However, with the introduction of Early Childhood Education, the concept now translates to 1-6-3-3-4. Children start school from zero year and before you know it, many finish secondary school at the age of 14 or 15.

However, the decision has raised concerns among candidates and parents whose wards are not 18 and have written the UTME.

A parent, Eucharia Azubuike, said pegging the entrance age at 18 was not a bad idea because many parents, guardians and school proprietors rushed their children through elementary and secondary schools to enable them to finish academics very early in life.

She said, “Many of these children finish  secondary school without any iota of maturity, and when they get to the university, so many usually fall into trouble because they lack the maturity to deal with certain issues, and a lot also graduate just with academic knowledge and no capacity to make meaningful decisions.”

While blaming the early child education system which many parents have embraced to ease them of being with the kids, Eucharia said some parents now sent their few-month-old babies to crèche and that before one knew they were through with primary school.

She said those who had written the UTME should be allowed to go, but that from next year JAMB should stop them at the point of registration.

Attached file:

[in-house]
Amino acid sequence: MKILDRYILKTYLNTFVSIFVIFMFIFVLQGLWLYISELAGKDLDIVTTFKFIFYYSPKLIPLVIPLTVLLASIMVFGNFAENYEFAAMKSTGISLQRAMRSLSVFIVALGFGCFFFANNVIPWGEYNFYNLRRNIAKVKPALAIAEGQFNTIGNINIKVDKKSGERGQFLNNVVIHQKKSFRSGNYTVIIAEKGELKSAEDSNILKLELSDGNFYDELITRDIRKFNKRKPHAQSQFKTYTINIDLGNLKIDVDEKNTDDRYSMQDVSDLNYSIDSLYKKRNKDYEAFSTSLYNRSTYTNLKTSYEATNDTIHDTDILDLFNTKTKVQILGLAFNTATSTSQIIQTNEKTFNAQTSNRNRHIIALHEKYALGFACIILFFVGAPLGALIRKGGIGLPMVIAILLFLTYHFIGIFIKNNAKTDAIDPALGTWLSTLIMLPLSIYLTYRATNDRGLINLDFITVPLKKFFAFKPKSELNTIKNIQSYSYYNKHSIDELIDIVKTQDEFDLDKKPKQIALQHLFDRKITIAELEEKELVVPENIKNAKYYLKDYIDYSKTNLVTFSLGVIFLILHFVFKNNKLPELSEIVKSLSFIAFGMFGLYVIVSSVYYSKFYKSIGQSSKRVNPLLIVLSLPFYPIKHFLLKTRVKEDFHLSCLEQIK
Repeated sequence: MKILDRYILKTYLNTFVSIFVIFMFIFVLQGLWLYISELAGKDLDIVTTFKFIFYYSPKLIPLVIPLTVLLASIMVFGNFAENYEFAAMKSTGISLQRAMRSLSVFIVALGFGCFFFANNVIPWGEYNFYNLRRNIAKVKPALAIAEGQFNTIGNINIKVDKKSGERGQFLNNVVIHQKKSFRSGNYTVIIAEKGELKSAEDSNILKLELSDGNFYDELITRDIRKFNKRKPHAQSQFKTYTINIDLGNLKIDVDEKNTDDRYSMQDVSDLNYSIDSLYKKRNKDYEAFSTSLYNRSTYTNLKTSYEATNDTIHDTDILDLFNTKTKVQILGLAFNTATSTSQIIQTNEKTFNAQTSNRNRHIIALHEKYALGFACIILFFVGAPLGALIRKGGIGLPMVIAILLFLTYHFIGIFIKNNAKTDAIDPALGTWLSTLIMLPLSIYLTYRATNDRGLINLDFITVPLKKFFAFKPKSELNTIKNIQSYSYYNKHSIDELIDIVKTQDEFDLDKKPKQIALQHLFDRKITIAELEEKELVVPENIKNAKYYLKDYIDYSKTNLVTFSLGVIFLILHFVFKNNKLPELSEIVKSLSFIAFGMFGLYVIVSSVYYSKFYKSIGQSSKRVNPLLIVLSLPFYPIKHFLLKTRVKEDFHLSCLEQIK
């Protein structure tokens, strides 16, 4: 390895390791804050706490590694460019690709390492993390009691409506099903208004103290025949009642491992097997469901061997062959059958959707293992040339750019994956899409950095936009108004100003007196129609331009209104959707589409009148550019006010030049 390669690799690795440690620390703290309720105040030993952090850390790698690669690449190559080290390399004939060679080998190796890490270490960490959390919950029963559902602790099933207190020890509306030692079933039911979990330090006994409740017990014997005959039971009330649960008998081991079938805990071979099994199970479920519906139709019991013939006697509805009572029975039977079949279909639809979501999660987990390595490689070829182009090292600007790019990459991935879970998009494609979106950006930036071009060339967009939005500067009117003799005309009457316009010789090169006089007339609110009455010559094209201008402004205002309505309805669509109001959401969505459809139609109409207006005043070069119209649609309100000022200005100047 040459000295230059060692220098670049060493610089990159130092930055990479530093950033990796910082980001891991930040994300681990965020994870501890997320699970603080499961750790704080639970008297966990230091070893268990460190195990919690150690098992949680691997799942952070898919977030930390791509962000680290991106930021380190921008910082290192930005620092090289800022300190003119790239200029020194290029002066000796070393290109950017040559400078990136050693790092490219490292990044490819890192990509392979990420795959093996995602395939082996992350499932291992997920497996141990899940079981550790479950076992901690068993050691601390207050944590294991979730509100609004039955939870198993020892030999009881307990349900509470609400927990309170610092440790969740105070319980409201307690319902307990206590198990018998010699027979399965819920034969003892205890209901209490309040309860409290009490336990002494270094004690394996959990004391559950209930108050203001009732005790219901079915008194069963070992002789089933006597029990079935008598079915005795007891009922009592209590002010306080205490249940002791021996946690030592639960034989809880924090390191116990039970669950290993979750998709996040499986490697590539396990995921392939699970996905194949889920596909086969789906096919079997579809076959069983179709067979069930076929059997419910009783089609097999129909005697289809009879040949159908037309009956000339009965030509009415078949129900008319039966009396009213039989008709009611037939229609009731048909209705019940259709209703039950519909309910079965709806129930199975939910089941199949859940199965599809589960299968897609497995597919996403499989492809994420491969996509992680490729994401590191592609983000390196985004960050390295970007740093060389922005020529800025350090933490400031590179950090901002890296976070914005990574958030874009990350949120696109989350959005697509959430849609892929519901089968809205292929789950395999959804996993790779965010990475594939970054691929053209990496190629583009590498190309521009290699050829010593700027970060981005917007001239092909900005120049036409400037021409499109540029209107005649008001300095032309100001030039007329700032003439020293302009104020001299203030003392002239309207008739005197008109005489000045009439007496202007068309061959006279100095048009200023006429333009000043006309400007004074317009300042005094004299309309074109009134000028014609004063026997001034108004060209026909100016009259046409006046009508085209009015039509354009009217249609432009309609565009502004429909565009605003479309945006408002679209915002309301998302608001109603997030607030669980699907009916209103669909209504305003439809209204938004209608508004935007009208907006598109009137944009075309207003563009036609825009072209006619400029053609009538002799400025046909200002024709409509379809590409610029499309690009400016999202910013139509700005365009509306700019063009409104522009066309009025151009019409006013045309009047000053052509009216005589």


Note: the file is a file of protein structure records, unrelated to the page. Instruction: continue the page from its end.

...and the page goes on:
She advised that when a child finished secondary school at the age of 16, the government and parents should provide an avenue for the child to learn a skill, trade or pre-varsity education before they were of age to go to university, noting that it would give them added advantage and keep them on track.

Also, the Team Lead of Mother’s Love Initiative, Hanatu Enwemadu, commended the federal government on the transformative initiative to set the minimum university entry age at 18, saying it aligned with their commitment to nurturing well-prepared and mentally-resilient youths.

She told Daily Trust that they had been carrying out an advocacy against admitting underage children into school.

She said, “We’ve long advocated for age-appropriate education, addressing the challenges of the hurried child phenomenon. This landmark decision reflects our shared goal of empowering Nigerian youths with the maturity and readiness essential for success in higher education and beyond.

“The early years of a child’s life are very important for their health and development. Hurrying children during this stage can have adverse effects.”

While emphasising that it’s crucial to support the growth of Nigerian children, as studies had highlighted the importance of implementing policies to facilitate such, Hanatu said, “Interestingly, when these children go abroad, they’re placed in classes based on their age. There’s a pressing need for more awareness, as some rush ahead without fully grasping the situation.”

However, Mr Kelvin Emelie said the news had unsettled his 16-year-old son who sat for the 2024 UTME.

He said the son asked him, “Daddy, does that mean I will not be going to university and that I have to wait for another two years to be qualified to go to school?’’

He said that although he was not faulting the pronouncement; the age decision would affect the children and won’t be fair to them.

He said, “You cannot ask a child who has finished senior secondary school and obtained a good result and gets the required cut off mark and qualifies to go to the university to stay at home for another year or two because of age issue; that will break the child and affect his mental health and possibly performance and studies in future.”